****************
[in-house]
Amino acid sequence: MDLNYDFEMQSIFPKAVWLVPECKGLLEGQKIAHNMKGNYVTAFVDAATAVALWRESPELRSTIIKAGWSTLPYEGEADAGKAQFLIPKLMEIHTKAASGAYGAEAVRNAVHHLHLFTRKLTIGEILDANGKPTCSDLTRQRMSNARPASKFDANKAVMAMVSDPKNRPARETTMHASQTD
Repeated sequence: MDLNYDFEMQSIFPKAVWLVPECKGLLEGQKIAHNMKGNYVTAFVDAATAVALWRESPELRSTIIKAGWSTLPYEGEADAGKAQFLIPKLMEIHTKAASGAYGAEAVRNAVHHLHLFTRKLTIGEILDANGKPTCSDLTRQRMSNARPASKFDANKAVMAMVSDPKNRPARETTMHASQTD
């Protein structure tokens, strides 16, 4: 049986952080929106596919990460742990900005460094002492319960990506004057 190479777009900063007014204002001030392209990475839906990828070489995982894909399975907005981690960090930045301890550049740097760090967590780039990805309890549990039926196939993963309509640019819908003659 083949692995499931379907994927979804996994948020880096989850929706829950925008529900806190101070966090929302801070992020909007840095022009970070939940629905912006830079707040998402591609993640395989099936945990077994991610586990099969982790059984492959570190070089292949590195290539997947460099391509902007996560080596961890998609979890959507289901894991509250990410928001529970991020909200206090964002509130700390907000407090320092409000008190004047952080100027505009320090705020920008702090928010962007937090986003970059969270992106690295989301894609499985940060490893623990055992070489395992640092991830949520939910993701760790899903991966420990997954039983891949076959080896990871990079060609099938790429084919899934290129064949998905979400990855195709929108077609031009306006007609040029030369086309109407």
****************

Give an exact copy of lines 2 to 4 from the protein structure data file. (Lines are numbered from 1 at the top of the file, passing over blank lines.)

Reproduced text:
Amino acid sequence: MDLNYDFEMQSIFPKAVWLVPECKGLLEGQKIAHNMKGNYVTAFVDAATAVALWRESPELRSTIIKAGWSTLPYEGEADAGKAQFLIPKLMEIHTKAASGAYGAEAVRNAVHHLHLFTRKLTIGEILDANGKPTCSDLTRQRMSNARPASKFDANKAVMAMVSDPKNRPARETTMHASQTD
Repeated sequence: MDLNYDFEMQSIFPKAVWLVPECKGLLEGQKIAHNMKGNYVTAFVDAATAVALWRESPELRSTIIKAGWSTLPYEGEADAGKAQFLIPKLMEIHTKAASGAYGAEAVRNAVHHLHLFTRKLTIGEILDANGKPTCSDLTRQRMSNARPASKFDANKAVMAMVSDPKNRPARETTMHASQTD
């Protein structure tokens, strides 16, 4: 049986952080929106596919990460742990900005460094002492319960990506004057 190479777009900063007014204002001030392209990475839906990828070489995982894909399975907005981690960090930045301890550049740097760090967590780039990805309890549990039926196939993963309509640019819908003659 083949692995499931379907994927979804996994948020880096989850929706829950925008529900806190101070966090929302801070992020909007840095022009970070939940629905912006830079707040998402591609993640395989099936945990077994991610586990099969982790059984492959570190070089292949590195290539997947460099391509902007996560080596961890998609979890959507289901894991509250990410928001529970991020909200206090964002509130700390907000407090320092409000008190004047952080100027505009320090705020920008702090928010962007937090986003970059969270992106690295989301894609499985940060490893623990055992070489395992640092991830949520939910993701760790899903991966420990997954039983891949076959080896990871990079060609099938790429084919899934290129064949998905979400990855195709929108077609031009306006007609040029030369086309109407």